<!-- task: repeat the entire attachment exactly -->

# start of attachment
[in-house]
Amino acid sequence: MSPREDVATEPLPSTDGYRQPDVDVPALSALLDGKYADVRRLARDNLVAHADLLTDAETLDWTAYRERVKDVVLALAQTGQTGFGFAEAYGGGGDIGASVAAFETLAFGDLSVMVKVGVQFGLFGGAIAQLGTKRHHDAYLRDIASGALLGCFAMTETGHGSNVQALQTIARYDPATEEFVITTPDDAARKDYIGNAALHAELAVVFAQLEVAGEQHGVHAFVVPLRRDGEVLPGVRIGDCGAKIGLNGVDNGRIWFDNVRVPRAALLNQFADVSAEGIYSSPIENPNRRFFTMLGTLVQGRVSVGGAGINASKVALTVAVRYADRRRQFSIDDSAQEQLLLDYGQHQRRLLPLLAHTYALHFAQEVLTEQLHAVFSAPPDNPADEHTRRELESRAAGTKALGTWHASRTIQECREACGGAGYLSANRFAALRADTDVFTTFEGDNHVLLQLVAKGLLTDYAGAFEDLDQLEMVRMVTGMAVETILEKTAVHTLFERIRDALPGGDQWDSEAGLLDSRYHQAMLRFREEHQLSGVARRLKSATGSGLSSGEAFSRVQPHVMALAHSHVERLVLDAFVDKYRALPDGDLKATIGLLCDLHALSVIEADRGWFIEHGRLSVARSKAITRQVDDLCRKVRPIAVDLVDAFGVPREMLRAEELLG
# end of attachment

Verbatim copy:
[in-house]
Amino acid sequence: MSPREDVATEPLPSTDGYRQPDVDVPALSALLDGKYADVRRLARDNLVAHADLLTDAETLDWTAYRERVKDVVLALAQTGQTGFGFAEAYGGGGDIGASVAAFETLAFGDLSVMVKVGVQFGLFGGAIAQLGTKRHHDAYLRDIASGALLGCFAMTETGHGSNVQALQTIARYDPATEEFVITTPDDAARKDYIGNAALHAELAVVFAQLEVAGEQHGVHAFVVPLRRDGEVLPGVRIGDCGAKIGLNGVDNGRIWFDNVRVPRAALLNQFADVSAEGIYSSPIENPNRRFFTMLGTLVQGRVSVGGAGINASKVALTVAVRYADRRRQFSIDDSAQEQLLLDYGQHQRRLLPLLAHTYALHFAQEVLTEQLHAVFSAPPDNPADEHTRRELESRAAGTKALGTWHASRTIQECREACGGAGYLSANRFAALRADTDVFTTFEGDNHVLLQLVAKGLLTDYAGAFEDLDQLEMVRMVTGMAVETILEKTAVHTLFERIRDALPGGDQWDSEAGLLDSRYHQAMLRFREEHQLSGVARRLKSATGSGLSSGEAFSRVQPHVMALAHSHVERLVLDAFVDKYRALPDGDLKATIGLLCDLHALSVIEADRGWFIEHGRLSVARSKAITRQVDDLCRKVRPIAVDLVDAFGVPREMLRAEELLG